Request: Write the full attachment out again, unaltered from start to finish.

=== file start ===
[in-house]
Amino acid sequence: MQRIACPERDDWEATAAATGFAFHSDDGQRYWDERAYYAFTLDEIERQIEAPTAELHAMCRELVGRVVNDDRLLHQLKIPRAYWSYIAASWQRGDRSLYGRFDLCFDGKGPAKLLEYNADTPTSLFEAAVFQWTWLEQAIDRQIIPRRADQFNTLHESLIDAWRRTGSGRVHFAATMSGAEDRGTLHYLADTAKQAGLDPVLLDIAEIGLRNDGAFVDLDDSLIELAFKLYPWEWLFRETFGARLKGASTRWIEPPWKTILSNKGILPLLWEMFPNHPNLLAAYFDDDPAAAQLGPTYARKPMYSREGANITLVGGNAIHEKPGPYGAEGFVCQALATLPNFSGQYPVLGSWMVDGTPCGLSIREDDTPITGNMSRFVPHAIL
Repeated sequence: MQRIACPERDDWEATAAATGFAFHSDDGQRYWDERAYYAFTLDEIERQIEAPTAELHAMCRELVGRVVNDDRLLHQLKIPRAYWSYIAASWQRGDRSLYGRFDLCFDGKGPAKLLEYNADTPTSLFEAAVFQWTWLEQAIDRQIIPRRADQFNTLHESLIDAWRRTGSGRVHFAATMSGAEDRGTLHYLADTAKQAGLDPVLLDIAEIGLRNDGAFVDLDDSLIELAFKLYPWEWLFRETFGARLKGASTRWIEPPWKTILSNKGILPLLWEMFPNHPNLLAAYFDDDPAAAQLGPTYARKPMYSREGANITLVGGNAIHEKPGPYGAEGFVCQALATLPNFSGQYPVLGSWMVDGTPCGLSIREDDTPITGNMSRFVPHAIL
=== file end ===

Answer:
[in-house]
Amino acid sequence: MQRIACPERDDWEATAAATGFAFHSDDGQRYWDERAYYAFTLDEIERQIEAPTAELHAMCRELVGRVVNDDRLLHQLKIPRAYWSYIAASWQRGDRSLYGRFDLCFDGKGPAKLLEYNADTPTSLFEAAVFQWTWLEQAIDRQIIPRRADQFNTLHESLIDAWRRTGSGRVHFAATMSGAEDRGTLHYLADTAKQAGLDPVLLDIAEIGLRNDGAFVDLDDSLIELAFKLYPWEWLFRETFGARLKGASTRWIEPPWKTILSNKGILPLLWEMFPNHPNLLAAYFDDDPAAAQLGPTYARKPMYSREGANITLVGGNAIHEKPGPYGAEGFVCQALATLPNFSGQYPVLGSWMVDGTPCGLSIREDDTPITGNMSRFVPHAIL
Repeated sequence: MQRIACPERDDWEATAAATGFAFHSDDGQRYWDERAYYAFTLDEIERQIEAPTAELHAMCRELVGRVVNDDRLLHQLKIPRAYWSYIAASWQRGDRSLYGRFDLCFDGKGPAKLLEYNADTPTSLFEAAVFQWTWLEQAIDRQIIPRRADQFNTLHESLIDAWRRTGSGRVHFAATMSGAEDRGTLHYLADTAKQAGLDPVLLDIAEIGLRNDGAFVDLDDSLIELAFKLYPWEWLFRETFGARLKGASTRWIEPPWKTILSNKGILPLLWEMFPNHPNLLAAYFDDDPAAAQLGPTYARKPMYSREGANITLVGGNAIHEKPGPYGAEGFVCQALATLPNFSGQYPVLGSWMVDGTPCGLSIREDDTPITGNMSRFVPHAIL